Lisa Corinha moved to the area in January with her 12-year-old daughter after recognizing the need to make a radical change in her life. “I have a wonderful partner who helps me feel optimistic about the future,” she said, adding that her partner provides her with encouragement, connections for job interviews and helps with insurance problems.

Corinha also found employment as a pharmacy technician at a local grocery store and has aspirations of attending nursing school to become a licensed practical nurse.

Based on the positive results of the New Tomorrows program during its initial four years, plans are to expand the program to accommodate more participants in the future. It will also include a partners mentoring process, more educational and lifestyle improvement classes and job readiness and placement services.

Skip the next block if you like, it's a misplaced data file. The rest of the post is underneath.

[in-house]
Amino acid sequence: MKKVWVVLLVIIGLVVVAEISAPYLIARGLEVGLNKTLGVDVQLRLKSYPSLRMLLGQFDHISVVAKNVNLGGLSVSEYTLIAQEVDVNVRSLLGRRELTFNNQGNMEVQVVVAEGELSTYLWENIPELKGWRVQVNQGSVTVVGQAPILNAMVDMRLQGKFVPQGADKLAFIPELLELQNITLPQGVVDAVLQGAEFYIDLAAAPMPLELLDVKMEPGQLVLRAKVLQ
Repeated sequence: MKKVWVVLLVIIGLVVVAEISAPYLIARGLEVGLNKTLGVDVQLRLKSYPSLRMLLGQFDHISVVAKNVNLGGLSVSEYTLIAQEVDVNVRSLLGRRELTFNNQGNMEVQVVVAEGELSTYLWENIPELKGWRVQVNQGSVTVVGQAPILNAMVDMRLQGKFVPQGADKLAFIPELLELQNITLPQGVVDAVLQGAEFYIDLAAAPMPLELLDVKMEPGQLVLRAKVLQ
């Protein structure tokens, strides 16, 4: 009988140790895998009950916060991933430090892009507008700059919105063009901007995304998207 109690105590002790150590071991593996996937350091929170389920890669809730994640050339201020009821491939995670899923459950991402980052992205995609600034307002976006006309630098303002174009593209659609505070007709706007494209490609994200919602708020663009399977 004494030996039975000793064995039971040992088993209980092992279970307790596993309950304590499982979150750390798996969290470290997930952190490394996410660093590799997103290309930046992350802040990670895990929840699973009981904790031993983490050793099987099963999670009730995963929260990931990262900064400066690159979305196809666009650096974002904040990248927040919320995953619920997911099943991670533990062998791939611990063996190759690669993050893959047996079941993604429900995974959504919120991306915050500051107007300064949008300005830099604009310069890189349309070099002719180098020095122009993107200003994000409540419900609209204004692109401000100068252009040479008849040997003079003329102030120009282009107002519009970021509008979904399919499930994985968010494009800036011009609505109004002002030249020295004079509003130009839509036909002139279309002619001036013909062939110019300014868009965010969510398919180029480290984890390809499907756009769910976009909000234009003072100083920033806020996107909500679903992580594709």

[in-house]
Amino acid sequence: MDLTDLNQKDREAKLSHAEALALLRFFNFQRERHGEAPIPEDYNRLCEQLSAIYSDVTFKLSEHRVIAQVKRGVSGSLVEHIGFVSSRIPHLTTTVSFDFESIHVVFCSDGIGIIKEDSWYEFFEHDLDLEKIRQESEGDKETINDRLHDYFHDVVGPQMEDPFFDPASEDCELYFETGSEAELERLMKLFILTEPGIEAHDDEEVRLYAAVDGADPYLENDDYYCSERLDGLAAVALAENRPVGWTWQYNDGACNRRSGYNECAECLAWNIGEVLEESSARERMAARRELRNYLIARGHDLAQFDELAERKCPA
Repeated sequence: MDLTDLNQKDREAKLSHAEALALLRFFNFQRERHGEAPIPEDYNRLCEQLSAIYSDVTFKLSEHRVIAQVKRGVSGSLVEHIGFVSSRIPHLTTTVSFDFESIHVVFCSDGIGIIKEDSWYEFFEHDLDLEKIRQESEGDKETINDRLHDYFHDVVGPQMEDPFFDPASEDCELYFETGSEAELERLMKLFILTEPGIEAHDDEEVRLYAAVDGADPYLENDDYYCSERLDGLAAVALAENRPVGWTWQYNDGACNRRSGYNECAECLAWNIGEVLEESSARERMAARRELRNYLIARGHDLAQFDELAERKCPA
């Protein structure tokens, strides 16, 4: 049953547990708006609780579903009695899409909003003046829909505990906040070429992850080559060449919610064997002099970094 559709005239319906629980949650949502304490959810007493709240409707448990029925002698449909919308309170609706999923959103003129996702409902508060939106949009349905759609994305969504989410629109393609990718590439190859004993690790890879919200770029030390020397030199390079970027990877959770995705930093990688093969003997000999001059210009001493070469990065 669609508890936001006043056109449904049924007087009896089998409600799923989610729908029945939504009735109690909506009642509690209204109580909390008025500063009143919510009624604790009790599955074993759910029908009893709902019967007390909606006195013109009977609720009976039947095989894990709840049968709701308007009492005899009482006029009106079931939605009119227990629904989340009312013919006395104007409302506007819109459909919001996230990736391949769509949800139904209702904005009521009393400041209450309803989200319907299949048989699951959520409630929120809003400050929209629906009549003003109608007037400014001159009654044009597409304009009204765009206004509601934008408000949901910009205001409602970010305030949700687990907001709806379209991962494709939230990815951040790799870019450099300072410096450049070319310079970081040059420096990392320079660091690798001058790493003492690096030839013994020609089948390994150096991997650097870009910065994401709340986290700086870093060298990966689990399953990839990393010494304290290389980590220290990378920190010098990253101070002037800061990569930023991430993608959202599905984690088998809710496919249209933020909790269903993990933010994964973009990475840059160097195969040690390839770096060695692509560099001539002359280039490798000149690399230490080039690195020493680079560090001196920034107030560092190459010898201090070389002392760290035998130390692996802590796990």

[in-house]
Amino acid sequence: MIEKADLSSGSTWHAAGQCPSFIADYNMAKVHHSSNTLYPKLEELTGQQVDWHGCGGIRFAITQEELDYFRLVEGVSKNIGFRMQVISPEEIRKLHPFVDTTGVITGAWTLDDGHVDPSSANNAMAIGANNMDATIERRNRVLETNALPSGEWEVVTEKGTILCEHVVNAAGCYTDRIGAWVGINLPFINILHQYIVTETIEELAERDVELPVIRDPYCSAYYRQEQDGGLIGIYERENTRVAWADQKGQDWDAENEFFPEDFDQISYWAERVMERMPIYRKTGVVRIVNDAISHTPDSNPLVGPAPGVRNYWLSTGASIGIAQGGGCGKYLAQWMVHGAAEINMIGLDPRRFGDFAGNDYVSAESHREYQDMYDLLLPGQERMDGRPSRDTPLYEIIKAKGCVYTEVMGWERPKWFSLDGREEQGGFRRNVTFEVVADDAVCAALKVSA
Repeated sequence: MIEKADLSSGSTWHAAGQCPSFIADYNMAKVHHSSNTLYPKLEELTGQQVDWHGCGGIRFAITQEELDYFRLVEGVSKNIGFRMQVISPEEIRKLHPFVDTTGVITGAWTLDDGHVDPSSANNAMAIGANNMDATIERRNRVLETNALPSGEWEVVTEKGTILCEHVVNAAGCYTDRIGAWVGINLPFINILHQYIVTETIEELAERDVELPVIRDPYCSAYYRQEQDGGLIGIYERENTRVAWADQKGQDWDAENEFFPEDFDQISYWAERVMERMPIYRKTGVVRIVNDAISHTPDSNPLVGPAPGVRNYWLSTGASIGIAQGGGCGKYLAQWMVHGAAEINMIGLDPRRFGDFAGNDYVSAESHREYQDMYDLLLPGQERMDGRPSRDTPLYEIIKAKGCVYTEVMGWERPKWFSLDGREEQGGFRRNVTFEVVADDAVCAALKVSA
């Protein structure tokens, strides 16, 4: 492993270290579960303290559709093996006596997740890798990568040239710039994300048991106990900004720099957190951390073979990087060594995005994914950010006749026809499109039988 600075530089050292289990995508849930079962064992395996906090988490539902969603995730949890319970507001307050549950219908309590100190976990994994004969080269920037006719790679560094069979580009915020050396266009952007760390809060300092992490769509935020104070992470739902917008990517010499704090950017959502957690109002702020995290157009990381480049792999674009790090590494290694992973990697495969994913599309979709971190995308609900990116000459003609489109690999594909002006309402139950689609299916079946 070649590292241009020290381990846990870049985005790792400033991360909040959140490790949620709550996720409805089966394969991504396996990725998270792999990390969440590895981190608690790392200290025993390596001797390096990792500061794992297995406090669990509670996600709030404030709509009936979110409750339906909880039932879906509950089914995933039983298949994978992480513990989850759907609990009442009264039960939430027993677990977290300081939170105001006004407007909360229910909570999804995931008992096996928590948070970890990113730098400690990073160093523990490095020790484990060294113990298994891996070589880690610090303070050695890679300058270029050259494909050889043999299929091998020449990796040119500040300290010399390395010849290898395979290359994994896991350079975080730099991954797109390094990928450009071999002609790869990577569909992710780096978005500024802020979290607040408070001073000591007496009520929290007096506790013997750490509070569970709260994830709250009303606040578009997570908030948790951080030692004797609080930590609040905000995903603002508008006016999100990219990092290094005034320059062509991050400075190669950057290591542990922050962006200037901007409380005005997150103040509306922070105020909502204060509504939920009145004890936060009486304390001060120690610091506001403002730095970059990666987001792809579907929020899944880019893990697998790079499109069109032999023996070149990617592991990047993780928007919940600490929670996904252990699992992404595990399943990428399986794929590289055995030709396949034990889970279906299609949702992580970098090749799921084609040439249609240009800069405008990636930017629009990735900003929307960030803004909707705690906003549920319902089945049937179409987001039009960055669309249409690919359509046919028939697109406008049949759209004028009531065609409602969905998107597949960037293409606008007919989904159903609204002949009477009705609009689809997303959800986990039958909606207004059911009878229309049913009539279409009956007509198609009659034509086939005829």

Most recently, LCM hired Angela Hill to work with Hughes and serve as coordinator for the New Tomorrows program.

“We are moving from a transaction-based program to one based on relationships,” Winters said. “That’s why we hired Susan Hughes as New Tomorrows’ program director; we’re advancing to the next phase of New Tomorrows.”

The next class of “The Getting Ahead in a Just Getting by World” will start Sept. 4, followed by another class in January.

Hughes encourages anyone interested in becoming a partner with New Tomorrows to contact her at or 540-297-3214.

“We are always looking for additional partners; someone who is willing to listen and help guide a neighbor toward his or her goals,” she said.